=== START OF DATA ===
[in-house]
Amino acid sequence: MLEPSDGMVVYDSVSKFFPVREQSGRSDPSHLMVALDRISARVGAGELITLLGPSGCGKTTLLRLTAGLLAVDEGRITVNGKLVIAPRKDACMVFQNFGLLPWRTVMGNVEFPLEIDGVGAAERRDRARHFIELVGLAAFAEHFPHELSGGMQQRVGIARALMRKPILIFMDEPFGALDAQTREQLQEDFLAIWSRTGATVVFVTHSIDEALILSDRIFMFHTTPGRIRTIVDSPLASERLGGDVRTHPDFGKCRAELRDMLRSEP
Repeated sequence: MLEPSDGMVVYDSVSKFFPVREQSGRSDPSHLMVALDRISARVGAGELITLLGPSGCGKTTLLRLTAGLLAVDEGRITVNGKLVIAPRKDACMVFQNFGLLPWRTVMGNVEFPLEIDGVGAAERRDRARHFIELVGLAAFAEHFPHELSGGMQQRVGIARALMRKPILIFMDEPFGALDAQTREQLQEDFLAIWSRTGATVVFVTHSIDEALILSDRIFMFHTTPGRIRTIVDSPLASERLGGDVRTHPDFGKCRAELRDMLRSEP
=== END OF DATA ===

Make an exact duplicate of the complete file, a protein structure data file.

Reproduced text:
[in-house]
Amino acid sequence: MLEPSDGMVVYDSVSKFFPVREQSGRSDPSHLMVALDRISARVGAGELITLLGPSGCGKTTLLRLTAGLLAVDEGRITVNGKLVIAPRKDACMVFQNFGLLPWRTVMGNVEFPLEIDGVGAAERRDRARHFIELVGLAAFAEHFPHELSGGMQQRVGIARALMRKPILIFMDEPFGALDAQTREQLQEDFLAIWSRTGATVVFVTHSIDEALILSDRIFMFHTTPGRIRTIVDSPLASERLGGDVRTHPDFGKCRAELRDMLRSEP
Repeated sequence: MLEPSDGMVVYDSVSKFFPVREQSGRSDPSHLMVALDRISARVGAGELITLLGPSGCGKTTLLRLTAGLLAVDEGRITVNGKLVIAPRKDACMVFQNFGLLPWRTVMGNVEFPLEIDGVGAAERRDRARHFIELVGLAAFAEHFPHELSGGMQQRVGIARALMRKPILIFMDEPFGALDAQTREQLQEDFLAIWSRTGATVVFVTHSIDEALILSDRIFMFHTTPGRIRTIVDSPLASERLGGDVRTHPDFGKCRAELRDMLRSEP